• Patty says:

        My heart aches for the parents on this post.
        I am a broken mother who lost her son to the transgender world. I cried every day for two years before my husband, youngest child and I got on antidepressants.
        It is going on five years now, and all he and I can do is text. He blames God for the mistake of making him male when he believes and feels he is female. He blames us for raising him as a male.
        There is more to tell because the story continues and so does the pain, but I will stop with my painful story here for now.
        My message to parents on this post is that some counselors, social workers, doctors, pastors, and other parents tell us we have to accept what our child is doing.
        I am a psychologist licensed as a professional counselor, and I know the truth about my child. He was a gift from God, a boy to love and raise. I do not have to accept what he is doing. I will continue to pray for him, love him, and be ready for him when he returns.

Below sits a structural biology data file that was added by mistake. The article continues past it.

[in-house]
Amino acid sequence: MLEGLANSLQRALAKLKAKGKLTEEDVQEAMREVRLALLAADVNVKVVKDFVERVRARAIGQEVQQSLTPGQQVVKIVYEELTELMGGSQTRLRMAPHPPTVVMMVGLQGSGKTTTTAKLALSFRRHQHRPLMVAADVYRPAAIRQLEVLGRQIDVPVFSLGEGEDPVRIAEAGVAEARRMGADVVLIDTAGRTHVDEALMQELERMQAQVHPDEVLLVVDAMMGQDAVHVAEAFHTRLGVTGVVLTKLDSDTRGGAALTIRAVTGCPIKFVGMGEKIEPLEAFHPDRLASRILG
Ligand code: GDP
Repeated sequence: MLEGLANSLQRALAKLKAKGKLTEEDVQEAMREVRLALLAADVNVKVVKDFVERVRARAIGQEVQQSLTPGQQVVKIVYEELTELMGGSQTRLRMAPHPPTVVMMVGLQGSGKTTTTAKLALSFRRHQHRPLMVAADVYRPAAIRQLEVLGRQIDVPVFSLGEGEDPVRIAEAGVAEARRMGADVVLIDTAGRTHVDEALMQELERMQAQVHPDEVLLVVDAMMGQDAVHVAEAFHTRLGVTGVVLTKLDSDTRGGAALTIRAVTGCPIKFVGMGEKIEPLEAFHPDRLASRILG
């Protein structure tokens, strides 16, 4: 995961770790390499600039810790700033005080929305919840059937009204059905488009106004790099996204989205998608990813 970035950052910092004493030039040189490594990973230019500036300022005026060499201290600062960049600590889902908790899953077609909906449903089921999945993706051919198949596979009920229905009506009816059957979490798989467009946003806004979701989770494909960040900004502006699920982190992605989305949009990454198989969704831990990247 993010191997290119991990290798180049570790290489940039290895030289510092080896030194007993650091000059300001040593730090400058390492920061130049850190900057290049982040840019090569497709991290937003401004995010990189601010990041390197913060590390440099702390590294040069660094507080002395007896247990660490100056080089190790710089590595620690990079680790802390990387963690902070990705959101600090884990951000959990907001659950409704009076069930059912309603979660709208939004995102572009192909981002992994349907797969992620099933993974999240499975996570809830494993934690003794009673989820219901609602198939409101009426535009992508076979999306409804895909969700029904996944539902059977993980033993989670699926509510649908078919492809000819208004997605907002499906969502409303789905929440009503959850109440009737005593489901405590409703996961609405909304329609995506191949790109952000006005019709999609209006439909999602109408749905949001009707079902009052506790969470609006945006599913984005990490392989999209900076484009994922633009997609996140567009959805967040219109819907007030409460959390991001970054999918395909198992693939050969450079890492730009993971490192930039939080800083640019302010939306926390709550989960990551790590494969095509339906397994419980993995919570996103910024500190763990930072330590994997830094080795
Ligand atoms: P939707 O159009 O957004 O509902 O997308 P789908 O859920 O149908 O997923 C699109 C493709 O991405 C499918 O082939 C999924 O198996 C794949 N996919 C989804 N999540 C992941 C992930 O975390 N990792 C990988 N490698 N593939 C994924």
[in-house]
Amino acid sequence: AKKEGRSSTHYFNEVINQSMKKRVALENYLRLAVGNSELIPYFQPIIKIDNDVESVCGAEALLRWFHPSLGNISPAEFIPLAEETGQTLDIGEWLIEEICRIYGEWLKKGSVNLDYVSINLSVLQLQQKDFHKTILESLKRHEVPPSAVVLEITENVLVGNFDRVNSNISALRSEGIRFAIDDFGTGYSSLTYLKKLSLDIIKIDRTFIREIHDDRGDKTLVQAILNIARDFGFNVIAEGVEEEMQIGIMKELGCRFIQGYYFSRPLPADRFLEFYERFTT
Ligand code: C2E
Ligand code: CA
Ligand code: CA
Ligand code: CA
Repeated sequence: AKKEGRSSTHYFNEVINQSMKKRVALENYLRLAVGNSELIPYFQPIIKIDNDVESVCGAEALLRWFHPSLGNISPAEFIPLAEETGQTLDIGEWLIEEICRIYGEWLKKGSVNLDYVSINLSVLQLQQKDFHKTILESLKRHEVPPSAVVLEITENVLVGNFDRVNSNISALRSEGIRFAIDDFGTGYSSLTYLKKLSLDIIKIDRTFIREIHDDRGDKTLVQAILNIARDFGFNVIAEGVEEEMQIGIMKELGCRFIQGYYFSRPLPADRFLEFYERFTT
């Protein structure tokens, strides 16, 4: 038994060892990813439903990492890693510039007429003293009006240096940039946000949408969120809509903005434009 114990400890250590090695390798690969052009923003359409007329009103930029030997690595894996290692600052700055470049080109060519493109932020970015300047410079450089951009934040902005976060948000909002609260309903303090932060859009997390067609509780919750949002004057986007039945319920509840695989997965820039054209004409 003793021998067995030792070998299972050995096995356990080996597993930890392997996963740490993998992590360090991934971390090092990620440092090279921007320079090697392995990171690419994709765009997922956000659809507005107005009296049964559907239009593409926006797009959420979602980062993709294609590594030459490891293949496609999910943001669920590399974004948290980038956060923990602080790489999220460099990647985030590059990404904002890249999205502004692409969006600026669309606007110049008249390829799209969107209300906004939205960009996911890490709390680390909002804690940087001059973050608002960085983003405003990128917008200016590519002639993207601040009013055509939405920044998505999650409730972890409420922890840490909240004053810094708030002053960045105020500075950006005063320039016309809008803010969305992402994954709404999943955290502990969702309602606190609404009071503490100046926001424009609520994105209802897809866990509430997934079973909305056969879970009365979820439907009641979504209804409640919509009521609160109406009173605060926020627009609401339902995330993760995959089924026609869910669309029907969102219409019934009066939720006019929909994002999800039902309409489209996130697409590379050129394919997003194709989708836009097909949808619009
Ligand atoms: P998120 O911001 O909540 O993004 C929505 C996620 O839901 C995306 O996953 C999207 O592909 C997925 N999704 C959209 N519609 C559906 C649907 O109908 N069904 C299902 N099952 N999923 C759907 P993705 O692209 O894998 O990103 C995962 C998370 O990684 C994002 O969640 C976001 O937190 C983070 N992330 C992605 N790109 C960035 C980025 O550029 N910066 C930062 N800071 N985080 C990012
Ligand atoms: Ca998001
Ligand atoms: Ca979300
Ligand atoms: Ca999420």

• Lisa Smith says:

          I agree with everything you said, Our family is going through this and I feel it’s ripped out my heart…hugs and prayers to yiu

        • Debi says:

          I am grateful to have found this blog of likeminded people. Words are so limited in attempting to express how my husband and I are feeling about our 25 y/o son who is transitioning. His community convinced him that they are his family now. He moved out very suddenly last December following a tearful disclosure to me. He ended up homeless. The psychologist and neurologist that I had gotten him hooked up with 2 years ago to help with his ASD and depression, turned out to secretly encourage this decision to transition as the answer to all of his issues . Losing our son, and not being allowed to grieve, or express our real turmoil and disbelief has left us numb and depressed.